Indonesia Vs Thailand (again)


HERE in Bali, life is seen as a search for balance between the forces of galungan (good) and kuningan (bad), the festivities celebrating the triumph of the former over the latter having been recently completed.

The furious red-shirted demonstrators seized army tanks in Thailand

In Southeast Asia last week, we saw this same duality we find in all cultures played out regionally in good events (Indonesia) and bad ones (Thailand). In Indonesia, the first professional president the country has ever enjoyed, Susilo Bambang Yudhoyono, found his new party, the Democrats, triumphing in parliamentary elections.

In preceding weeks, we were visually confronted by huge billboards of candidates (usually stout well-fed pria) and troops of young men on motorcycles storming through this island with red banners (PDI – Megawati Sukarnoputri’s party), yellow (Golkar, the miraculously reconstituted Suharto party led now by vice-president Jusuf Kalla) and occasionally the blue of the Democrats.

They assembled at rallies, where they got their R50,000 (RM20), unless they were in car caravans (R100,000). So SBY, being the head of government and state, just had more money? No, it’s a lot more than that. Democracy, not just the Democrats, seems to be triumphing.

In Thailand, the opposite seemed to be happening. There, a leader has to show “the hand”, more than just the “strong fist” of Western dictatorships. It conveys the sense of strength from which even legitimacy, in the Thai mind, proceeds.

Same red-shirted people gathered in Indonesia, only more peaceful

If Abhisit Vejjajiva, the new prime minister, cannot even protect two narrow roads into an awesomely important regional gathering, he definitely lacks “the hand”. He can’t last long.

In Indonesia, an archipelago of 14,000 islands, patterns emerged. Here, people rally around strong leaders just as in Thailand; issues aren’t too important. SBY has had to take extremely controversial decisions, like a sudden doubling of gas prices a couple of years ago, on the theory that there would be violent protests against all incremental price rises, so why not bear the pain all at once? That’s leadership.

The existing alliances are probably breaking up. Golkar leaders are mooting partnership with the Democrats, with its 20 per cent of the vote so far, as is the smaller PPP, the United Development Party.

In contrast, the PDI-P party of Megawati is withdrawing from the so-called “golden triangle” of three parties, which included Golkar, and is trying to team up with two small parties, of Generals Wiranto and Prabowo respectively, each of which got more or less four per cent. That’s Old Politics. As for all the vote-buying, well, what’s new?

Democratic theory doesn’t rest on perfection. As far back as Aristotle, 24 centuries ago, it was seen that people would support good government, when “the shoe fits”, an apt metaphor in the Thai kingdom.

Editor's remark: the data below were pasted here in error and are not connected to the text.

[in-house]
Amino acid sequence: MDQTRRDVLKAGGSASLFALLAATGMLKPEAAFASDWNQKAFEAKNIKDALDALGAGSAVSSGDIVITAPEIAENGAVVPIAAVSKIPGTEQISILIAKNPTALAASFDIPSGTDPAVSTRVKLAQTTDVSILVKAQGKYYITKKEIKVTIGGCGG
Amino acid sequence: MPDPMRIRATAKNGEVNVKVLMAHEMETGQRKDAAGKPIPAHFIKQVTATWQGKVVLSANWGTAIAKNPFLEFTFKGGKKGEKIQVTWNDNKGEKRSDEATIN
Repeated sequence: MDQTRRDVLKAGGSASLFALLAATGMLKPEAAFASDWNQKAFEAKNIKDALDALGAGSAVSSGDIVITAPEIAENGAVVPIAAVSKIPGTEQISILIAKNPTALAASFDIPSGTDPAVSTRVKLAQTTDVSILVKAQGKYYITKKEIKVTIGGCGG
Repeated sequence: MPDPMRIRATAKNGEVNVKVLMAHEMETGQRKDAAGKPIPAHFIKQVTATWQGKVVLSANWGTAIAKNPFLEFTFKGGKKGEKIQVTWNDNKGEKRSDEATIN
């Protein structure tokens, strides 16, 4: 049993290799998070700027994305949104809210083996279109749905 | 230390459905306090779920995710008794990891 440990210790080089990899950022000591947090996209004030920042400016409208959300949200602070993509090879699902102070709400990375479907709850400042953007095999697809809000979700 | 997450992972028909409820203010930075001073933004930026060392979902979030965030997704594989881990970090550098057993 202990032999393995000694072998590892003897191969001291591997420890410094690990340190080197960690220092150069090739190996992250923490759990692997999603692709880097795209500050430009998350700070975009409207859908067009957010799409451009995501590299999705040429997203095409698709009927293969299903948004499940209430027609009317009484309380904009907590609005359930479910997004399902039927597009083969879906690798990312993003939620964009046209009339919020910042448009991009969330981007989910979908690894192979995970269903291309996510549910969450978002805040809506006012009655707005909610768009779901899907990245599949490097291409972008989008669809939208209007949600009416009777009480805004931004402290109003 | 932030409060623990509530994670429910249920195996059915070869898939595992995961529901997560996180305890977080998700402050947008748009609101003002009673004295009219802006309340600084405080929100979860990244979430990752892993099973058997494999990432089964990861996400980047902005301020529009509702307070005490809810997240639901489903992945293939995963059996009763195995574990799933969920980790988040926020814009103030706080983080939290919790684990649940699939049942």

Throughout Indonesia, enough people saw that SBY was delivering good governance for his party to trounce its opponents. Now his re-election in three months is assured, and he can launch more pervasive anti-corruption programmes (note that heads have already rolled) along with reforms in devolution, participation and rural development.

In contrast, throughout the poor Thai northeast and north, the shoe hasn’t fit. The rich Bangkok alliance of high business and the political elite was increasingly seen for what it had become — a maladaptive form of governance. It had worked brilliantly for decades (no country in history grew as fast as Thailand between 1985 and 1995), but now with the king’s health declining, the country has not been able to find a balance.

Comes a rich populist demagogue, Thaksin Shinawatra, silencing his opposition as much as possible, buying off or shutting down media and threatening to replace the existing elite with his own. This would-be Mussolini broke all the rules, even attacking the throne, and finally got the heave-ho in September 2006.

But his replacement government was lazy, and didn’t show “the hand”; especially the successor patchwork coalition government led nominally by Abhisit. The result has been confusion and chaos that a divided military has not been able to contain.

Just imagine holding the 14th ASEAN summit (odd that it wasn’t the 13th!) and this happens. The great importance world leaders attribute to the alliance was shown by the attendance of the Chinese premier, Korean president and 20 others. And then the unprecedented disaster — a few hundred “red shirt” supporters of Thaksin outwitted the security forces and even broke into the hall.

It was dazzling in the extent it humiliated the Royal Thai government. History suggests that the time is ripe for some unexpected general to find within himself the power to show “the hand”, but not someone as arrogant and headstrong as Thaksin.

Indonesia is on the make; Thailand has to catch its breath and find the will to get back on the adaptive path it followed for many decades, even centuries. But so much damage was done last week that it isn’t going to be easy, and a new leadership will have to design policies that finally draw in support from the poor northeast and gain national legitimacy. It’s happening beautifully in Indonesia.

The writer was emeritus professor at the Fletcher School of Law & Diplomacy, Tufts University.

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